Legal Language Testing

A Language Testing Scenario for Group or Individual Study
Prof. Glenn Fulcher

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Language testing and assessment for legal purposes falls into two broad areas: assessment for lawyers who are about to practice in a context where they will be required to use a second language, and assessment for court interpreters who are required to translate and interpret for speakers of languages other than those used by the court and police services of the country concerned. Language training programmes and tests exist for both, as miscommunication is high stakes, particularly when a witness or defendant is not fully able to participate in legal proceedings.

Most of the testing and assessment is for the certification of court interpreters. Access to the legal system, and the right to understand what is happening to you, are fundamental human rights. This video discusses the provision of interpretation for all the indigenous languages of Australia. Of particular importance is the need to have more interpreters so that clients do not remain in custody for longer than is necessary. Note the concern that interpreters make available legal concepts that may not be easily accessible in the L1.

A further concern relates to cultural issues. It is almost always the case that a person who does not speak the language used in the court is in a position of having much less power than the authorities. This can be extremely intimidating. Further, they may not have access to the cultural knowledge necessary to understand the procedures and processes of the court. Interpretation can therefore go beyond what might be thought of as the simple rendering of information in another language, to making accessible language, cultural meaning, and values, in a non-threatening manner.

Providing enough court interpreters can be challenging. This video explains how remote interpretation can be provided for some courts in the United States. This involves the use of close circuit television cameras, and the provision of simultaneous interpretation of what is being said in the court room. While this is much more efficient in terms of time to get cases before a judge, and very cost effective, there is not the personal contact that is sometimes beneficial if there are cultural as well as language problems.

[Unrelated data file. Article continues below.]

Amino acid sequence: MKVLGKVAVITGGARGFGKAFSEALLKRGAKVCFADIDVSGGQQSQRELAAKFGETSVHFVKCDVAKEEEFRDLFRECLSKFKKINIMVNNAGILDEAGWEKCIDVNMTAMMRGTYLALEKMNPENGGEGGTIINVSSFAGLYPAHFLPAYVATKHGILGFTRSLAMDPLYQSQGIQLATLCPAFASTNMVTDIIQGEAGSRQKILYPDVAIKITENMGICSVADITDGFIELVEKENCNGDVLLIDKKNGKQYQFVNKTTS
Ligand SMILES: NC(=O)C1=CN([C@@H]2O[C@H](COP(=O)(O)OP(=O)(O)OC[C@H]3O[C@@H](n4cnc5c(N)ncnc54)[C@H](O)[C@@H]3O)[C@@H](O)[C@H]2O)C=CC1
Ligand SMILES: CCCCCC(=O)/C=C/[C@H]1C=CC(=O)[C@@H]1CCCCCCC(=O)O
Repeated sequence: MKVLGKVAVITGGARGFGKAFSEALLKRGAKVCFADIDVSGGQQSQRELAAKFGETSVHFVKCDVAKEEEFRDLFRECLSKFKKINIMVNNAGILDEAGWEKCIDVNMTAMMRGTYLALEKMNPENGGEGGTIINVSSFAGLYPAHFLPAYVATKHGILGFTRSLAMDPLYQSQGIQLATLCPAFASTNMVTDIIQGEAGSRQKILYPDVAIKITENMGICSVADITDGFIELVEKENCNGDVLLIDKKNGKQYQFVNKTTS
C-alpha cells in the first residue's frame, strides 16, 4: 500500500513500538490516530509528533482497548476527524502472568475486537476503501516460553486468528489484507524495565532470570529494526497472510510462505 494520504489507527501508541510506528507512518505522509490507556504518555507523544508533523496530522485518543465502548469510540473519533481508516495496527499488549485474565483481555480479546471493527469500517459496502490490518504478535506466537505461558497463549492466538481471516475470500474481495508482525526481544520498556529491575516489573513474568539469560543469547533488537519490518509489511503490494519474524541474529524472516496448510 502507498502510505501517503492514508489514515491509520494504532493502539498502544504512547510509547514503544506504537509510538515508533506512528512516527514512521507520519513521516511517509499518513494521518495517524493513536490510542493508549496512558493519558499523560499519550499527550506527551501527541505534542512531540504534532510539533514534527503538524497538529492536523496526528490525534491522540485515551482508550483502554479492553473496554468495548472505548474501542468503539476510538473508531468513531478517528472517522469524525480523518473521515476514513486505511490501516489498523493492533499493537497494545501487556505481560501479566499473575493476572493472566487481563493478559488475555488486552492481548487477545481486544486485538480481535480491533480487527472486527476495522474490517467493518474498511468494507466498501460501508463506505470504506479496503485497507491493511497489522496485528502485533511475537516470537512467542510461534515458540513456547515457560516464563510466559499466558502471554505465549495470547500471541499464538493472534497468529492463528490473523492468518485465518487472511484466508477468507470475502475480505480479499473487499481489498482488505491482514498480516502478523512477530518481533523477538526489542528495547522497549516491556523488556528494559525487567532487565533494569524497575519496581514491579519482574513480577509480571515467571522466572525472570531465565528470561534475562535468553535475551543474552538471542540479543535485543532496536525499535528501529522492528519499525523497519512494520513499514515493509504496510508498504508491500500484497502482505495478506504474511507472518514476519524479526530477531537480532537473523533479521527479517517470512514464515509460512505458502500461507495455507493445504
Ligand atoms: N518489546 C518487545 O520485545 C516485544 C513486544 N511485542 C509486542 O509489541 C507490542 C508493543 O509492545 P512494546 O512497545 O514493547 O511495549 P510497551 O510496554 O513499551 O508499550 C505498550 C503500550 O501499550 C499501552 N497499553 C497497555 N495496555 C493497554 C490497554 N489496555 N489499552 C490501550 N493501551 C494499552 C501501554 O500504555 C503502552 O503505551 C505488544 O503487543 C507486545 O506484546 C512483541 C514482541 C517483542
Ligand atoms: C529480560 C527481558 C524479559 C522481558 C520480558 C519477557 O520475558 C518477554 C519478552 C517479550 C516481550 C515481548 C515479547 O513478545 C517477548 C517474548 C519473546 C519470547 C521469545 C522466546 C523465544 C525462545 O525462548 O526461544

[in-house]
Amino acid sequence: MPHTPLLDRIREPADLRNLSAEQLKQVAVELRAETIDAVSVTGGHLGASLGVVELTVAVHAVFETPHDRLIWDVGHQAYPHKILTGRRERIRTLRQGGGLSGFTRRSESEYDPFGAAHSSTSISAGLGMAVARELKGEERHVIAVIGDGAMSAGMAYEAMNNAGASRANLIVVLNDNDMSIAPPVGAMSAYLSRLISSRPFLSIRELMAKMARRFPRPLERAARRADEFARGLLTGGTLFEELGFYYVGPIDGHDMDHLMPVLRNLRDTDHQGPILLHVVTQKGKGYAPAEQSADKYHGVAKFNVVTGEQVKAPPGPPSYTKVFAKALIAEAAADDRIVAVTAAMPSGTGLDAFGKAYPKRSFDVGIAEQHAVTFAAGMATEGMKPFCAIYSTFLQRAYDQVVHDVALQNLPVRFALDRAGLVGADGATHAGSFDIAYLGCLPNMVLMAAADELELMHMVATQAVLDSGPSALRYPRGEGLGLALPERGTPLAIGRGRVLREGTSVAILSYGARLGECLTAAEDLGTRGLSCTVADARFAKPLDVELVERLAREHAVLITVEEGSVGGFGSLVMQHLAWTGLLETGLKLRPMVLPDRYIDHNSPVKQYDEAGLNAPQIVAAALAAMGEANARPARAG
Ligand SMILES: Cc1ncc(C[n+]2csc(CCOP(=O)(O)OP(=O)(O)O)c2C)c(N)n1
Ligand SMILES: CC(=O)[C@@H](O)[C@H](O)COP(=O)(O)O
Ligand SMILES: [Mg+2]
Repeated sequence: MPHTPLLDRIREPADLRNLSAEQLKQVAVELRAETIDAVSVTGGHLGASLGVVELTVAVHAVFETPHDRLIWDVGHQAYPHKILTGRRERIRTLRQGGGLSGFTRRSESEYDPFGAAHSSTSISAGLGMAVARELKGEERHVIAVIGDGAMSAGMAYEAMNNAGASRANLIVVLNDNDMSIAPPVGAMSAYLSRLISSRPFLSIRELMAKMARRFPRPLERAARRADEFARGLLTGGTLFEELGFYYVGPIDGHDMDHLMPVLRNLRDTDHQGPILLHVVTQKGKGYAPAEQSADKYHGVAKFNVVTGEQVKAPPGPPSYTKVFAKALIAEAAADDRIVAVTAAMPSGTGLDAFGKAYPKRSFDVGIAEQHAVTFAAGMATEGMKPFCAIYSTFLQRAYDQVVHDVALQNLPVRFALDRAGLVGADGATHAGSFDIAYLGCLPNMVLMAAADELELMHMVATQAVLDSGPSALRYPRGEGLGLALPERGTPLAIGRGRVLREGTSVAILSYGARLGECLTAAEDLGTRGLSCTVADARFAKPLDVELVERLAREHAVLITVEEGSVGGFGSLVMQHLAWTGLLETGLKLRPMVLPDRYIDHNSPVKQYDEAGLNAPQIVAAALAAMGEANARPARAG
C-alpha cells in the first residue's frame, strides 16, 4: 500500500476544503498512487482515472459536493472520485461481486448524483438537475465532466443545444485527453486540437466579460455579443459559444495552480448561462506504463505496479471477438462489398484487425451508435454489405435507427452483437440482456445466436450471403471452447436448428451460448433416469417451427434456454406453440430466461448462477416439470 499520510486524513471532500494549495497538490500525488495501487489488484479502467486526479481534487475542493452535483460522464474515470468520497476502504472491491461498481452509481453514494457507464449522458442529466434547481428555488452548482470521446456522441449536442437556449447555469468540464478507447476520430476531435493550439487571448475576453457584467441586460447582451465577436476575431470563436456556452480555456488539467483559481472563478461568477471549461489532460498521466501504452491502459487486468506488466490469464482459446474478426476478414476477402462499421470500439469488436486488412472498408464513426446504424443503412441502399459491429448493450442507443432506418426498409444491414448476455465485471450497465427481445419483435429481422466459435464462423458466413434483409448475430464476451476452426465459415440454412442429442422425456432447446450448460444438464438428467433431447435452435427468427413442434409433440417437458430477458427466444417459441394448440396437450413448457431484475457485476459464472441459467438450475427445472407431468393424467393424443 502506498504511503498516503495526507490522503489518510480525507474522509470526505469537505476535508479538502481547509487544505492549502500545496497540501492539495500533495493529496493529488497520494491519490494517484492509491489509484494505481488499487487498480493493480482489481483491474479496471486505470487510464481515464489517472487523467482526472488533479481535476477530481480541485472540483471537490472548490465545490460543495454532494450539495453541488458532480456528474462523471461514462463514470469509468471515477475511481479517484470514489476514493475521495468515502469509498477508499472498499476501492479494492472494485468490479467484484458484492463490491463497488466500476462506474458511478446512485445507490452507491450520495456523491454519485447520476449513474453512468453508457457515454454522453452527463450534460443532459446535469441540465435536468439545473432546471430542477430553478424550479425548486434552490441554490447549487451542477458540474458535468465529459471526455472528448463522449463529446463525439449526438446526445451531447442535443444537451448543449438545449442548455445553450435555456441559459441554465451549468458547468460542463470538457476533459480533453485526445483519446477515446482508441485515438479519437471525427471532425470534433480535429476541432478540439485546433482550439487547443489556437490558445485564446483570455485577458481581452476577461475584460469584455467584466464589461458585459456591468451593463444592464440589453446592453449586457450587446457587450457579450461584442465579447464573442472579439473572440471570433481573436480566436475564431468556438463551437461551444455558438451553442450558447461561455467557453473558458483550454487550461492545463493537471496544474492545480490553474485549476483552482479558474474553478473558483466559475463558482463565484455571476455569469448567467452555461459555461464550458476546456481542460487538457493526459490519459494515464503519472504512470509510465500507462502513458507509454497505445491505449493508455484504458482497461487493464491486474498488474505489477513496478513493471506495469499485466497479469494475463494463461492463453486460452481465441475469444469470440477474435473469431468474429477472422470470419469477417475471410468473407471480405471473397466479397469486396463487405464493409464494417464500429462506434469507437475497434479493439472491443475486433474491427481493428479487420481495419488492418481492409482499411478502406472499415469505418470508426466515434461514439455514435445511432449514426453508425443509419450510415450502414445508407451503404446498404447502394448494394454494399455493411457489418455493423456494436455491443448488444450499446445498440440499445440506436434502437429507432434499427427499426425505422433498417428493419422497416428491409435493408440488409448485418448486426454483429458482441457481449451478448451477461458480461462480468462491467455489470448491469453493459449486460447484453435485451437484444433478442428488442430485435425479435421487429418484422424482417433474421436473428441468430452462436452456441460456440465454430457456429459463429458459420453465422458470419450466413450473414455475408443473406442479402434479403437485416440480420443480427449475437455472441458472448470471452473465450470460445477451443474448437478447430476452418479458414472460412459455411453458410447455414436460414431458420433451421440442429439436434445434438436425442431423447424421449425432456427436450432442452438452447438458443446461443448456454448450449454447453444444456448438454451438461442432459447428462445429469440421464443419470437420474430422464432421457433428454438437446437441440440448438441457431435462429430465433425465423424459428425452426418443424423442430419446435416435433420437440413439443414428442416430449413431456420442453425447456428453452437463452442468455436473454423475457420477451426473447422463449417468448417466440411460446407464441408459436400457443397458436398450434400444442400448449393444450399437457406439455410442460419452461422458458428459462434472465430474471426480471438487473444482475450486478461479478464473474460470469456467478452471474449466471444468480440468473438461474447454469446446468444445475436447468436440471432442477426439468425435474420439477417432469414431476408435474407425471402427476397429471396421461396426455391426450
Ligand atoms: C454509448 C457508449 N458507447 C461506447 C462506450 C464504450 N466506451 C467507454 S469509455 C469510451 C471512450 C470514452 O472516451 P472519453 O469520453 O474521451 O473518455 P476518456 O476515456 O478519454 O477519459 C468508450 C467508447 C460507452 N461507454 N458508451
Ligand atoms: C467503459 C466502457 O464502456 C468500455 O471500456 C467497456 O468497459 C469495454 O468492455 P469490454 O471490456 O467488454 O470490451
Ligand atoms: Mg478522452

For Discussion

  1. Make a list of potential negative consequences of miscommunication in court cases, where one or more participants do not speak the language of the court.
  2. What linguistic and communication skills might you want to test in an assessment of legal English for (a) a lawyer, and (b) a court interpreter?
  3. Look at this sample paper from the International Legal English Certificate. Conduct a content analysis. To what extent does this content represent the legal English domain?
  4. Look at the links on the right side of this web page. Choose one that looks interesting to you. What issues does it raise for the training and testing of lawyers and/or courter interpreters?
  5. Open your favourite search engine and type in 'legal English course' or 'court interpreter training'. Select one course. Who is the course targetted at? Do you think it would meet their needs? If the learners are assessed, how are they assessed?
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Useful Links and Resources


Other Resources


Hewitt, W., Romberger, W., Stansfield, C. W., & Van der Heide, M. (2003). The Federal Court Interpreter Certification Examination. ATA Chronicle, 32, 29-34.

Stansfield, C. W., & Hewitt, W. (2005). Examining the predictive validity of a screening test for court interpreters. Language Testing, 22, 1-25.